Chlamydia is one of the most common sexually transmitted infections in the UK, with 208,755 diagnoses made in England alone in 2013. Around 139,000 of those were in young people aged 15-24.
Many people with Chlamydia won’t know it, because it doesn’t always causes any symptoms.
How do I know if I have chlamydia?
It is not easy to tell if you are infected with chlamydia since symptoms are not always apparent. But when they do occur, they are usually noticeable within one to three weeks of contact and can include the following:
Chlamydia symptoms in women
- Abnormal vaginal discharge that may have an odour
- Bleeding between periods
- Painful periods
- Abdominal pain with/without a raised temperature
- Pain when having sex
- Itching or burning in or around the vagina
- Pain when urinating.
Chlamydia symptoms in men
- Small amounts of clear or cloudy discharge from the tip of the penis
- Painful urination
- Burning and itching around the opening of the penis
- Pain and swelling around the testicles.
How is chlamydia diagnosed?
There are a few different tests your doctor can use to check for chlamydia. A swab can take a sample from the urethra in men or from the cervix in women that is sent to a laboratory to be analysed. There are also other tests which check a urine sample for the presence of the bacteria.
National Chlamydia Screening Programme
You do not need to be examined to get tested for chlamydia.
Men and women under 25 can get tested as part of the National Chlamydia Screening Programme (NCSP).
This programme offers free chlamydia testing in a variety of locations, including pharmacies, colleges and youth centres. In some areas, home test kits are available online.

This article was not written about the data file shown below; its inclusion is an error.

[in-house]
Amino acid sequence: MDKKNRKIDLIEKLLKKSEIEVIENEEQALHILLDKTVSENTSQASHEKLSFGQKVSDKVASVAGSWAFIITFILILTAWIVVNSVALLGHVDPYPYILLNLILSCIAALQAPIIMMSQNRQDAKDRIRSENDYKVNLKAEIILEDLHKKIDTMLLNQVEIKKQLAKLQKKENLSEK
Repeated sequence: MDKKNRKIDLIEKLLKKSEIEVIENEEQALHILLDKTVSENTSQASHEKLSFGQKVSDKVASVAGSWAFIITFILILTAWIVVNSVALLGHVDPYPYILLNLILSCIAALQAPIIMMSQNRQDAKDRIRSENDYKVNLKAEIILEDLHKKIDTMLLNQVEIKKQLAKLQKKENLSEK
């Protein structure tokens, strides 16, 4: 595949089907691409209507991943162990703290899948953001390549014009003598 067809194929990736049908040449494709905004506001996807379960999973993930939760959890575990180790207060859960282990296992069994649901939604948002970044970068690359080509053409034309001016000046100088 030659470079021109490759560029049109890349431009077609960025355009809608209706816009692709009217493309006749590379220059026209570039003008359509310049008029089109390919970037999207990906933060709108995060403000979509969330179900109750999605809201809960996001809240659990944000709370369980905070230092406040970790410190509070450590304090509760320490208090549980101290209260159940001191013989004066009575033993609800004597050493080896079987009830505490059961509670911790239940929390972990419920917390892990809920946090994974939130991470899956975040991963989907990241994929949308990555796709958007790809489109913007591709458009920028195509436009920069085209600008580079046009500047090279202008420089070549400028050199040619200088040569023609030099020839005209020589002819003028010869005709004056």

Test kits are also sold in some pharmacies.
How is chlamydia treated?
If you have chlamydia, your doctor will prescribe oral antibiotics, usually azithromycin or doxycycline. Your doctor will also recommend your partner(s) be treated as well to prevent reinfection and further spread of the disease.
With treatment, the infection should clear up in about a week or two. It is important to finish all of your antibiotics even if you feel better. Do not have sex until you and your partner have completed the course of treatment.
What happens if I don't get my chlamydia treated?
If you do not get treated for chlamydia, you run the risk of several health problems.
- For women. If left untreated, the infection can cause pelvic inflammatory disease which can lead to damage of the fallopian tubes (the tubes connecting the ovaries to the uterus) or even cause infertility (the inability to have children), and untreated chlamydia infection could increase the risk of ectopic pregnancy (when the fertilised egg implants and develops outside the uterus). Furthermore, chlamydia may cause premature births (giving birth too early) and the infection can be passed along from the mother to her child during childbirth, causing an eye infection, blindness, or pneumonia in the newborn.
- For men. Chlamydia can cause a condition called nongonococcal urethritis (NGU) - also called non-specific urethritis (NSU) - an infection of the urethra (the tube through which men and women pass urine), epididymitis - an infection of the epididymis (the tube that carries sperm away from the testes), or proctitis - an inflammation of the rectum.